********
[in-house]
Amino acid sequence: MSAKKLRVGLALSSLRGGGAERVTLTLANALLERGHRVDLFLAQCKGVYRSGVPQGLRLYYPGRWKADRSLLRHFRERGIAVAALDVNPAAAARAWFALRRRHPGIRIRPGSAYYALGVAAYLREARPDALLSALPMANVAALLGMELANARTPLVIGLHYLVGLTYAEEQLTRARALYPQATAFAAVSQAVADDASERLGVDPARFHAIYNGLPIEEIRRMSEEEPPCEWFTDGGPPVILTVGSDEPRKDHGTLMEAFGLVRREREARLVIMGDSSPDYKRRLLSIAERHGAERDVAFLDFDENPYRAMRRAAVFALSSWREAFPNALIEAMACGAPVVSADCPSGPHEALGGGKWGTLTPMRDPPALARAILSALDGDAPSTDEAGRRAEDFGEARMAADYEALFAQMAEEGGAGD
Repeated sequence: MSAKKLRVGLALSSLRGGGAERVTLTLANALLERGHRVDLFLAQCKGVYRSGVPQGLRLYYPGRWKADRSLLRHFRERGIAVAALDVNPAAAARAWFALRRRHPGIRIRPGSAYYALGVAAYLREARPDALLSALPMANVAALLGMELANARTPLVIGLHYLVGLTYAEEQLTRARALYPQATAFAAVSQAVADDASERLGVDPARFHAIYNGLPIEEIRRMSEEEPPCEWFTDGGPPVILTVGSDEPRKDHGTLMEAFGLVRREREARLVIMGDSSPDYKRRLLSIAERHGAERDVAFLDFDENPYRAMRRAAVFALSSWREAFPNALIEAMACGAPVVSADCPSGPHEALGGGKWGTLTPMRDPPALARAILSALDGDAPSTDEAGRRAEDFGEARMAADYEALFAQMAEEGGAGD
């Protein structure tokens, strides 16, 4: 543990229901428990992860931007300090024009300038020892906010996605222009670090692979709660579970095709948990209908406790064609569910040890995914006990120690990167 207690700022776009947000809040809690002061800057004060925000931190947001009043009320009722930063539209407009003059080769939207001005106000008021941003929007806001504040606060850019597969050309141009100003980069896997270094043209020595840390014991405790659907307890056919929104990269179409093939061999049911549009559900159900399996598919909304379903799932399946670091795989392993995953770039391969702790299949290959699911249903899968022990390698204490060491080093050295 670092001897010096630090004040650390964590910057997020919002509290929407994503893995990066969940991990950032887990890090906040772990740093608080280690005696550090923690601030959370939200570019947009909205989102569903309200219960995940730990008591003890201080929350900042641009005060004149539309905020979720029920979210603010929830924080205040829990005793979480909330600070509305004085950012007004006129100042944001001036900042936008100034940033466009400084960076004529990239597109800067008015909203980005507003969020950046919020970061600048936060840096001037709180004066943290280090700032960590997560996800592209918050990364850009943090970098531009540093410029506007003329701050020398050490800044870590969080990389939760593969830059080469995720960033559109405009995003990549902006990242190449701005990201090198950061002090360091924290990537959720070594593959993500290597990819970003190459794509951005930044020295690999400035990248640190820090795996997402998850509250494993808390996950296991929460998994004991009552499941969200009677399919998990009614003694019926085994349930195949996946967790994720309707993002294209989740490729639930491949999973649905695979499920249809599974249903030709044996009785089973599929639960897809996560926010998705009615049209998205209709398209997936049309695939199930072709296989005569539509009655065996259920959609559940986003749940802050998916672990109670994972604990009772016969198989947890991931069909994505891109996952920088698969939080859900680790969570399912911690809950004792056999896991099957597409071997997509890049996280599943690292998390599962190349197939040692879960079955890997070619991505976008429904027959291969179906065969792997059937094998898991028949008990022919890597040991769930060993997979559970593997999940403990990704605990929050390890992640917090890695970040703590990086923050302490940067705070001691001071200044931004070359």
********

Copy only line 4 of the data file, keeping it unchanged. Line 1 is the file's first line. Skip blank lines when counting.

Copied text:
């Protein structure tokens, strides 16, 4: 543990229901428990992860931007300090024009300038020892906010996605222009670090692979709660579970095709948990209908406790064609569910040890995914006990120690990167 207690700022776009947000809040809690002061800057004060925000931190947001009043009320009722930063539209407009003059080769939207001005106000008021941003929007806001504040606060850019597969050309141009100003980069896997270094043209020595840390014991405790659907307890056919929104990269179409093939061999049911549009559900159900399996598919909304379903799932399946670091795989392993995953770039391969702790299949290959699911249903899968022990390698204490060491080093050295 670092001897010096630090004040650390964590910057997020919002509290929407994503893995990066969940991990950032887990890090906040772990740093608080280690005696550090923690601030959370939200570019947009909205989102569903309200219960995940730990008591003890201080929350900042641009005060004149539309905020979720029920979210603010929830924080205040829990005793979480909330600070509305004085950012007004006129100042944001001036900042936008100034940033466009400084960076004529990239597109800067008015909203980005507003969020950046919020970061600048936060840096001037709180004066943290280090700032960590997560996800592209918050990364850009943090970098531009540093410029506007003329701050020398050490800044870590969080990389939760593969830059080469995720960033559109405009995003990549902006990242190449701005990201090198950061002090360091924290990537959720070594593959993500290597990819970003190459794509951005930044020295690999400035990248640190820090795996997402998850509250494993808390996950296991929460998994004991009552499941969200009677399919998990009614003694019926085994349930195949996946967790994720309707993002294209989740490729639930491949999973649905695979499920249809599974249903030709044996009785089973599929639960897809996560926010998705009615049209998205209709398209997936049309695939199930072709296989005569539509009655065996259920959609559940986003749940802050998916672990109670994972604990009772016969198989947890991931069909994505891109996952920088698969939080859900680790969570399912911690809950004792056999896991099957597409071997997509890049996280599943690292998390599962190349197939040692879960079955890997070619991505976008429904027959291969179906065969792997059937094998898991028949008990022919890597040991769930060993997979559970593997999940403990990704605990929050390890992640917090890695970040703590990086923050302490940067705070001691001071200044931004070359």